The Seashore's management plan is the result of five years of consultation with the public, biologists and contraception experts nationwide. The 431-page Environmental Impact Statement (EIS), entitled Point Reyes National Seashore Non-Native Management Plan: Protecting the Seashore's Native Ecosystems, carefully analyzed a range of action alternatives, ranging from no action to removing all non-native deer from the park. This document is available online at: https://www.nps.gov/pore/learn/management/upload/planning_nonnativedeermanagementplan_final_2006.pdf.
The public input process for the plan consisted of a two-month public "scoping" period in 2002 to raise issues to be considered in the plan, and, a two-month public comment period for review of the draft plan in 2005. During the comment period, the NPS received 1,980 pieces of correspondence (including letters, emails, facsimiles and hand-delivered comment forms). All comments were reviewed and carefully considered.
Fallow deer (Dama dama) are native to Asia Minor while axis deer (Axis axis) originate from India. In the 1940s and 1950s (before authorization of the Seashore in 1962), a local landowner bought surplus axis and fallow deer from the San Francisco Zoo and released them on the western slope of Mount Vision for hunting purposes. Their numbers increased until they reached an estimated total of 900–1100 deer in 2002.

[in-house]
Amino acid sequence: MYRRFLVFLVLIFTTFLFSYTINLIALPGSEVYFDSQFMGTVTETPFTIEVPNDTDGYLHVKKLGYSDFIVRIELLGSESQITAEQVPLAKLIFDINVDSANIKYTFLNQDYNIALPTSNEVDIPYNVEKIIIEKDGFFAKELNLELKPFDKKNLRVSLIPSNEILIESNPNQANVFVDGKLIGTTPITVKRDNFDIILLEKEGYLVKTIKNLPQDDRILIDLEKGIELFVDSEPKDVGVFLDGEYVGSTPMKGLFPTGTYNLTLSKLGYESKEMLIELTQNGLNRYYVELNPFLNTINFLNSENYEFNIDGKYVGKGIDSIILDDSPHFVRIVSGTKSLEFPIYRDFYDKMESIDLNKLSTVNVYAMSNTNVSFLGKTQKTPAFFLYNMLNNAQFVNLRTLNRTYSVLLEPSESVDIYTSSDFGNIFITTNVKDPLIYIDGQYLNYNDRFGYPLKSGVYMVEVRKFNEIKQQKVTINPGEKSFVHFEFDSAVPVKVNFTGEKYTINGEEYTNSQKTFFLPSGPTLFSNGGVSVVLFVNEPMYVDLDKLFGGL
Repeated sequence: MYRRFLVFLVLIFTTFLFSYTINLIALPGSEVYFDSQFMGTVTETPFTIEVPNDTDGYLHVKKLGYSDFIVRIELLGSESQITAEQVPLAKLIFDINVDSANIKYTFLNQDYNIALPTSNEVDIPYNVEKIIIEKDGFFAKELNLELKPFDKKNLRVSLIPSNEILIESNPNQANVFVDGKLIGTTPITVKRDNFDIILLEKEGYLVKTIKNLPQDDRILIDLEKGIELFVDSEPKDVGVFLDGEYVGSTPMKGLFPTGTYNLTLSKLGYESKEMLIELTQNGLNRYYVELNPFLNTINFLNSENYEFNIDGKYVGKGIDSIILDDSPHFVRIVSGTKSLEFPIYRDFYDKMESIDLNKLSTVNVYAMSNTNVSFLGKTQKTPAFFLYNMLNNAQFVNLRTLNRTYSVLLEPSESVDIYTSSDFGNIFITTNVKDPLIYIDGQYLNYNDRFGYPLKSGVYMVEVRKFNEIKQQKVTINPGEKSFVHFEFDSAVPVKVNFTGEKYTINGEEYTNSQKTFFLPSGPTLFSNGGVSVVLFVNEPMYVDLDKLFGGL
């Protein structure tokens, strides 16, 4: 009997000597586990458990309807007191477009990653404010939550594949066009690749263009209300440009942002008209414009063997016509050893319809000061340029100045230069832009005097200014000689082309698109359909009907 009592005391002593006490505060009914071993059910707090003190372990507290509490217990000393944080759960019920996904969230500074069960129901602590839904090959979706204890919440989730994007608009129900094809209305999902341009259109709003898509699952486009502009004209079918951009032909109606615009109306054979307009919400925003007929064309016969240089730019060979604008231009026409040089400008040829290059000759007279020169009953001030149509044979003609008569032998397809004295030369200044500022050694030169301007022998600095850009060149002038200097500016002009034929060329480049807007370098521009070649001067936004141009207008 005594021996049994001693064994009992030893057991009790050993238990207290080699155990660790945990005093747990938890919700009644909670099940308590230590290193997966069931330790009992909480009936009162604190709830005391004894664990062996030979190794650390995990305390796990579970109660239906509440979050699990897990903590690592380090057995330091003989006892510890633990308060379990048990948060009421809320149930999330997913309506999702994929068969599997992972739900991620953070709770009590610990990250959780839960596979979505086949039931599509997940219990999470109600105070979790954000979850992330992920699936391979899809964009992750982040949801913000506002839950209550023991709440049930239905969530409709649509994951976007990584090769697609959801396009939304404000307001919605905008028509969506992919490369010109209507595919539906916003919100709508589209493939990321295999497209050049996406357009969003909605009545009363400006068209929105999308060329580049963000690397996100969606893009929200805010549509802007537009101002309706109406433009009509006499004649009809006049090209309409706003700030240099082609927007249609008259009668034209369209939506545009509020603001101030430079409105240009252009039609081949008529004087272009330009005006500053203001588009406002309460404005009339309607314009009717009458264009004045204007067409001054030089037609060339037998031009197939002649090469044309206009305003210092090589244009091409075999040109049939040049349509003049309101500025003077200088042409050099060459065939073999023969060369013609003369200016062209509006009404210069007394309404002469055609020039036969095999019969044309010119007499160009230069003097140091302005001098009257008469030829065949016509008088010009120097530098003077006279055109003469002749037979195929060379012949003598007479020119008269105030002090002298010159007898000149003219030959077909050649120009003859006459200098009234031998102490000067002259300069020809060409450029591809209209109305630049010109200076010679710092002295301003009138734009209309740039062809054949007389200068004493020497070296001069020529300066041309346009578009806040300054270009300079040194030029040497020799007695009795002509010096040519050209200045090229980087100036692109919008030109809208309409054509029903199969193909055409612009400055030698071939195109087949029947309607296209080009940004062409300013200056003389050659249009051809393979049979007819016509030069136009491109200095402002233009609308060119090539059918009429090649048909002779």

The NPS has consulted with leading experts in wildlife contraception across the U.S. and the overwhelming consensus is that contraception alone would not control non-native deer in the Seashore. There are too many deer and they are too difficult to access. They occupy at least 50,000 acres, much of which is in wilderness, without road or trail access. In the past, wildlife contraceptives have not lasted more than a year and have required annual "boosters", via dartguns, to remain effective. As Seashore biologists learned in a six-year contraceptive trial with tule elk (from 1994 to 2000), wild deer learn to avoid being re-treated and each booster becomes increasingly more difficult over the ten to twenty year life of a deer. Currently, contraception as a standalone population control method for deer is only practical in small, enclosed populations such as those found on some small islands or in zoos.
A number of alternatives for controlling the ecological impacts of non-native deer were considered by the park but dismissed because they were not feasible. One of these alternatives was to relocate deer outside of the Seashore on the lands of willing private or public owners. Paratuberculosis, or Johne's disease, and the presence of exotic lice have been documented in Point Reyes non-native deer. Johne's disease is a chronic, incurable and transmissible diarrheal disease of domestic and wild ruminants. Carriers can shed the organism sporadically and Johne's disease can be difficult to diagnose in infected deer. The non-native lice found on non-native deer at PRNS have been shown to cause death in native black-tailed deer in the Pacific Northwest. Because of the difficulty of accurately screening deer for Johne’s disease or lice, and the infection risk that carrier animals would pose to livestock, farmed deer, and other wildlife, California Department of Fish and Game has communicated to NPS that movement of non- native deer to other parts of the state is undesirable.